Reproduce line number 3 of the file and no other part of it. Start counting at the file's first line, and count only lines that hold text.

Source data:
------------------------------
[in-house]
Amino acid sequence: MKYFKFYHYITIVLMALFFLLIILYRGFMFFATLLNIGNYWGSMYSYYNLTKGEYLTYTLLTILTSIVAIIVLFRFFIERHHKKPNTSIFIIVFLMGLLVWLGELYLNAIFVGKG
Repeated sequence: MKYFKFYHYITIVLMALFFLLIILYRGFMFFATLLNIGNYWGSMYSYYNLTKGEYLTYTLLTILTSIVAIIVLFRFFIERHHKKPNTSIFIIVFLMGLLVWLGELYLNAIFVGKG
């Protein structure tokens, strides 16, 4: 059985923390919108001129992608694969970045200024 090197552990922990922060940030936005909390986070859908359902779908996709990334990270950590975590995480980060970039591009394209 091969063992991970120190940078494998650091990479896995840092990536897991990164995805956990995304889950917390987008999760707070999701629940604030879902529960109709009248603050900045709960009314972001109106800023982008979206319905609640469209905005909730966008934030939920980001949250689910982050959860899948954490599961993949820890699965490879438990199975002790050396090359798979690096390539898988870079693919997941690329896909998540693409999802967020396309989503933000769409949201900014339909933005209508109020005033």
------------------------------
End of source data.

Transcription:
Repeated sequence: MKYFKFYHYITIVLMALFFLLIILYRGFMFFATLLNIGNYWGSMYSYYNLTKGEYLTYTLLTILTSIVAIIVLFRFFIERHHKKPNTSIFIIVFLMGLLVWLGELYLNAIFVGKG